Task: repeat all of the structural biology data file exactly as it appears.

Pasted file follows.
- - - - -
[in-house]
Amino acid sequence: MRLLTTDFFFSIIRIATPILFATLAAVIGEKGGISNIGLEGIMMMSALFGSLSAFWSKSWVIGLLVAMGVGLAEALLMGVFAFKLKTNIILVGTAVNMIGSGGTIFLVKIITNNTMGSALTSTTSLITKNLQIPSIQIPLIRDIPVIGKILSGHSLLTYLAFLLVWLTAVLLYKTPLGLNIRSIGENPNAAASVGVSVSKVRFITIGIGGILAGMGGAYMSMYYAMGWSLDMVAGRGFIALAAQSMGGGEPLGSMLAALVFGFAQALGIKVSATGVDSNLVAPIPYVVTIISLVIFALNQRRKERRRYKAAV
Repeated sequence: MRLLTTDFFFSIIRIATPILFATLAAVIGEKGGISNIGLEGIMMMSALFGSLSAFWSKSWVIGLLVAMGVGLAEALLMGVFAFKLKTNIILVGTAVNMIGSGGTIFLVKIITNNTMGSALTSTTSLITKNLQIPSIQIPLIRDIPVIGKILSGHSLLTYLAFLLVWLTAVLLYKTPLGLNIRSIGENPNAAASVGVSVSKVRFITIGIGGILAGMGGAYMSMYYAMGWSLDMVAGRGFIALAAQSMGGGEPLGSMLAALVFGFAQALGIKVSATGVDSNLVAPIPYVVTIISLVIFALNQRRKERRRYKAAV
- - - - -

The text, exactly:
[in-house]
Amino acid sequence: MRLLTTDFFFSIIRIATPILFATLAAVIGEKGGISNIGLEGIMMMSALFGSLSAFWSKSWVIGLLVAMGVGLAEALLMGVFAFKLKTNIILVGTAVNMIGSGGTIFLVKIITNNTMGSALTSTTSLITKNLQIPSIQIPLIRDIPVIGKILSGHSLLTYLAFLLVWLTAVLLYKTPLGLNIRSIGENPNAAASVGVSVSKVRFITIGIGGILAGMGGAYMSMYYAMGWSLDMVAGRGFIALAAQSMGGGEPLGSMLAALVFGFAQALGIKVSATGVDSNLVAPIPYVVTIISLVIFALNQRRKERRRYKAAV
Repeated sequence: MRLLTTDFFFSIIRIATPILFATLAAVIGEKGGISNIGLEGIMMMSALFGSLSAFWSKSWVIGLLVAMGVGLAEALLMGVFAFKLKTNIILVGTAVNMIGSGGTIFLVKIITNNTMGSALTSTTSLITKNLQIPSIQIPLIRDIPVIGKILSGHSLLTYLAFLLVWLTAVLLYKTPLGLNIRSIGENPNAAASVGVSVSKVRFITIGIGGILAGMGGAYMSMYYAMGWSLDMVAGRGFIALAAQSMGGGEPLGSMLAALVFGFAQALGIKVSATGVDSNLVAPIPYVVTIISLVIFALNQRRKERRRYKAAV